Parents weigh in on proposed law change to rear-facing car seat requirement

Safety is top priority for Jacob Aschauer's 21-month-old daughter Lydia.

Right now, that means buckling her up in a rear-facing car seat. A decision not based on age.

"We generally follow the manufacturer recommendations, which I believe are 40 pounds to the front facing," he said. "I don't see why we'd do anything different."

"It's more of a comfort thing for us, not necessarily the poundage," said dad Martin Magdaleno.

Magdaleno and his wife switched their almost two-year-old daughter to a front-facing car seat about one year ago.

"I believe if it were that pressing of an issue the doctor would've strongly recommended one way or the other," he said.

Experts strongly recommended parents use rear-facing car seats until their kids are two years old. Data shows they're 75 percent safer that way.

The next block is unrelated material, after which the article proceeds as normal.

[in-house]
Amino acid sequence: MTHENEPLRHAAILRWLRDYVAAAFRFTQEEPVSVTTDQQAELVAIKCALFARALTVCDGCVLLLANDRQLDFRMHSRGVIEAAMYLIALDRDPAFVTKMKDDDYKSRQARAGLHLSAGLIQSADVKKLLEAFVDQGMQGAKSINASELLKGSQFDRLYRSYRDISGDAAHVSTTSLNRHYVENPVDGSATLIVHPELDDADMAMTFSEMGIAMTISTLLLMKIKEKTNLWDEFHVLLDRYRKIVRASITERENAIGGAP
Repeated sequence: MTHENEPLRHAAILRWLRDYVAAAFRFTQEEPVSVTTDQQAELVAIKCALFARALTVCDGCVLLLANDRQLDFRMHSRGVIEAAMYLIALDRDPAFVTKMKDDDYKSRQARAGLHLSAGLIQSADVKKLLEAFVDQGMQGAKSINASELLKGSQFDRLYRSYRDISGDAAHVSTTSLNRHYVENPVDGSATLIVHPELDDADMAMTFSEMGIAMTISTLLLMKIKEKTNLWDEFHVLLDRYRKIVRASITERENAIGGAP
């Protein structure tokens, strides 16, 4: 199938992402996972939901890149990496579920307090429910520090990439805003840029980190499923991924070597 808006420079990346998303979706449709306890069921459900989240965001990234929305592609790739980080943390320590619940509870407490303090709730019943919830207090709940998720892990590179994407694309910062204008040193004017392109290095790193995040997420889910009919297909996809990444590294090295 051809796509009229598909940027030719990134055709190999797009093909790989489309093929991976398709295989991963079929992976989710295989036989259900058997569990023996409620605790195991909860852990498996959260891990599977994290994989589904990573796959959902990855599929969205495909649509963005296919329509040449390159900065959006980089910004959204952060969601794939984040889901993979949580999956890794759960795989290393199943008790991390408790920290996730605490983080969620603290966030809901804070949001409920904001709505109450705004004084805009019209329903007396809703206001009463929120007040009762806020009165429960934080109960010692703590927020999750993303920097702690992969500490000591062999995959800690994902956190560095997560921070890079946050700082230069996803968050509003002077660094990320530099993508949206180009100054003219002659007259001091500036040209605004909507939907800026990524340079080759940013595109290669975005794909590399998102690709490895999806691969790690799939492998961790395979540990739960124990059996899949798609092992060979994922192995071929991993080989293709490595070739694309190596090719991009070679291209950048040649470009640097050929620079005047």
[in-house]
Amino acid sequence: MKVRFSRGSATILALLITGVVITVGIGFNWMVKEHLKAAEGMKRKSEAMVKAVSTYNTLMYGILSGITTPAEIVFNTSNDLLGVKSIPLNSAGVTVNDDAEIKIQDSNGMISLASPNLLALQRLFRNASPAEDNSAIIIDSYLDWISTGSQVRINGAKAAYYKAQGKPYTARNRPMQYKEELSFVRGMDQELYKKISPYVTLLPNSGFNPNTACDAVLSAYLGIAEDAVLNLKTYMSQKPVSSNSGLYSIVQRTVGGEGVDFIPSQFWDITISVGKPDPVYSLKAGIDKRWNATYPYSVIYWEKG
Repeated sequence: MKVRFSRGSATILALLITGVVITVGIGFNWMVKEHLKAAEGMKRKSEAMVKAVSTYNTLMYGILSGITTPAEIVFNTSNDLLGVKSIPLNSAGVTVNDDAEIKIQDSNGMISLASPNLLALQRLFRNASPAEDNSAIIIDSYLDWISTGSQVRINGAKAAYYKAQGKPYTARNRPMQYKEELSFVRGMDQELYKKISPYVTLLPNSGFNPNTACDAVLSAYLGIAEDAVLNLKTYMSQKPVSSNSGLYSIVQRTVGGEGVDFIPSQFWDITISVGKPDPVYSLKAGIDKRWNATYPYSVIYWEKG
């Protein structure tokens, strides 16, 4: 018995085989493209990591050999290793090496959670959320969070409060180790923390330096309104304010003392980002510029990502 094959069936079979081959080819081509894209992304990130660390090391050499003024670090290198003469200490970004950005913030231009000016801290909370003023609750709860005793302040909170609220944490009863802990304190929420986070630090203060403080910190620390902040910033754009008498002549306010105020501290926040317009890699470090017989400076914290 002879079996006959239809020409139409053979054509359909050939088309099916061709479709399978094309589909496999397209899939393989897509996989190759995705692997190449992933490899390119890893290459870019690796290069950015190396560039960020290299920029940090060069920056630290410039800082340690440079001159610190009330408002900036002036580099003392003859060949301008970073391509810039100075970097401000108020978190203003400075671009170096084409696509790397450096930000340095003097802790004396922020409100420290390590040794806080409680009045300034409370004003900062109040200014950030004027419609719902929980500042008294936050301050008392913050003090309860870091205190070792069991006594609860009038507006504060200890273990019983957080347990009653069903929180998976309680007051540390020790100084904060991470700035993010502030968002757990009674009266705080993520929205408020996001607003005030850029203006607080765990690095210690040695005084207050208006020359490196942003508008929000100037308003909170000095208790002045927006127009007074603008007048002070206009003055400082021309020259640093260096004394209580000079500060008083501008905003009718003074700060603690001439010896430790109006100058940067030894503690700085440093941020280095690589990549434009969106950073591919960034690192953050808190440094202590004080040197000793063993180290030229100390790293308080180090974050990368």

"My child is two years old and we did try to keep her in a rear facing car seat, but it didn't work because she's way too tall," said mom Kiara McNair. "It was cramping up her feet and legs."

Katie Horrigan with Children's Hospital said that's always a big concern for parents. But supporting the child's head and neck outweighs comfort.

"When kids are in front-facing seats, they're heads are more likely to move forward and a much more serious injury can take place," said Horrigan.

Horrigan said the state's proposed law change aims to prevent that.

Parents appreciate the help, but say it's not a one size fits all answer.

"I go by what I've experienced and what I believe is safest for my child," McNair said.

As part of Child Passenger Safety Week, a free car seat and booster check will take place in Waukesha at fire station number one, located at 130 W. St. Paul Ave. It runs from 9 a.m. to Noon on Saturday, September 19.

You can find other child seat safety checks here.

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